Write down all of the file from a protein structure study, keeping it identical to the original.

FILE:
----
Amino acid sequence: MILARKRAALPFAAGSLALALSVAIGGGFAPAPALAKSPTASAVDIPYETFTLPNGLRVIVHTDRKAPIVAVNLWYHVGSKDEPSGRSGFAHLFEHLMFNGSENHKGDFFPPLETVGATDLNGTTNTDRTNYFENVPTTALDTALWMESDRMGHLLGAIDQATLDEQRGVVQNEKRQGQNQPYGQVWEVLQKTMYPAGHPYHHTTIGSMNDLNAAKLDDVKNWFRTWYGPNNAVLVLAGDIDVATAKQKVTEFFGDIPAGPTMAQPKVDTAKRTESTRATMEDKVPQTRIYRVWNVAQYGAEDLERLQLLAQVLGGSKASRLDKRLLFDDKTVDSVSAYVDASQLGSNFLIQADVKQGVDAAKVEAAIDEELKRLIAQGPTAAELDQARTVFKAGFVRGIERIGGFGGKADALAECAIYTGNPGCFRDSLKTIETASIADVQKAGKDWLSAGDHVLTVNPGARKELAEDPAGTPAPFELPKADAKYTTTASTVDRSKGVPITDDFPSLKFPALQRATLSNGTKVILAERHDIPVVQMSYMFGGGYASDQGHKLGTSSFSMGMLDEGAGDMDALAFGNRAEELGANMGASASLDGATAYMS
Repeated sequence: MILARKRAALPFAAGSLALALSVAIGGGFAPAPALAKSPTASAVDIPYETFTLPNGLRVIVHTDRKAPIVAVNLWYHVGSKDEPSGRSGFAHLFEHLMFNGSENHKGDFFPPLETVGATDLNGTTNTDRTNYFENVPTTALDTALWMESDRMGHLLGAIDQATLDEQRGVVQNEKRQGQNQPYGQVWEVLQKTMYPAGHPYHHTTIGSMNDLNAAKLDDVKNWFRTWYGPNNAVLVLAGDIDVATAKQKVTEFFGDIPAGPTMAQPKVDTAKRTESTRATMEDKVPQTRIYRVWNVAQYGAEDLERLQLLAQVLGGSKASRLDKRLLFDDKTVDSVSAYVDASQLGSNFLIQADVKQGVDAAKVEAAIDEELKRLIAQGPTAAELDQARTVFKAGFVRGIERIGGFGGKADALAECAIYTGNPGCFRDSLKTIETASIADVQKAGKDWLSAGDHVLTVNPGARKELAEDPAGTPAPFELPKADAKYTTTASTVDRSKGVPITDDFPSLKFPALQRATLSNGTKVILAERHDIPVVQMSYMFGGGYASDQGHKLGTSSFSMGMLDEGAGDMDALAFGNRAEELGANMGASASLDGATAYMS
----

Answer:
Amino acid sequence: MILARKRAALPFAAGSLALALSVAIGGGFAPAPALAKSPTASAVDIPYETFTLPNGLRVIVHTDRKAPIVAVNLWYHVGSKDEPSGRSGFAHLFEHLMFNGSENHKGDFFPPLETVGATDLNGTTNTDRTNYFENVPTTALDTALWMESDRMGHLLGAIDQATLDEQRGVVQNEKRQGQNQPYGQVWEVLQKTMYPAGHPYHHTTIGSMNDLNAAKLDDVKNWFRTWYGPNNAVLVLAGDIDVATAKQKVTEFFGDIPAGPTMAQPKVDTAKRTESTRATMEDKVPQTRIYRVWNVAQYGAEDLERLQLLAQVLGGSKASRLDKRLLFDDKTVDSVSAYVDASQLGSNFLIQADVKQGVDAAKVEAAIDEELKRLIAQGPTAAELDQARTVFKAGFVRGIERIGGFGGKADALAECAIYTGNPGCFRDSLKTIETASIADVQKAGKDWLSAGDHVLTVNPGARKELAEDPAGTPAPFELPKADAKYTTTASTVDRSKGVPITDDFPSLKFPALQRATLSNGTKVILAERHDIPVVQMSYMFGGGYASDQGHKLGTSSFSMGMLDEGAGDMDALAFGNRAEELGANMGASASLDGATAYMS
Repeated sequence: MILARKRAALPFAAGSLALALSVAIGGGFAPAPALAKSPTASAVDIPYETFTLPNGLRVIVHTDRKAPIVAVNLWYHVGSKDEPSGRSGFAHLFEHLMFNGSENHKGDFFPPLETVGATDLNGTTNTDRTNYFENVPTTALDTALWMESDRMGHLLGAIDQATLDEQRGVVQNEKRQGQNQPYGQVWEVLQKTMYPAGHPYHHTTIGSMNDLNAAKLDDVKNWFRTWYGPNNAVLVLAGDIDVATAKQKVTEFFGDIPAGPTMAQPKVDTAKRTESTRATMEDKVPQTRIYRVWNVAQYGAEDLERLQLLAQVLGGSKASRLDKRLLFDDKTVDSVSAYVDASQLGSNFLIQADVKQGVDAAKVEAAIDEELKRLIAQGPTAAELDQARTVFKAGFVRGIERIGGFGGKADALAECAIYTGNPGCFRDSLKTIETASIADVQKAGKDWLSAGDHVLTVNPGARKELAEDPAGTPAPFELPKADAKYTTTASTVDRSKGVPITDDFPSLKFPALQRATLSNGTKVILAERHDIPVVQMSYMFGGGYASDQGHKLGTSSFSMGMLDEGAGDMDALAFGNRAEELGANMGASASLDGATAYMS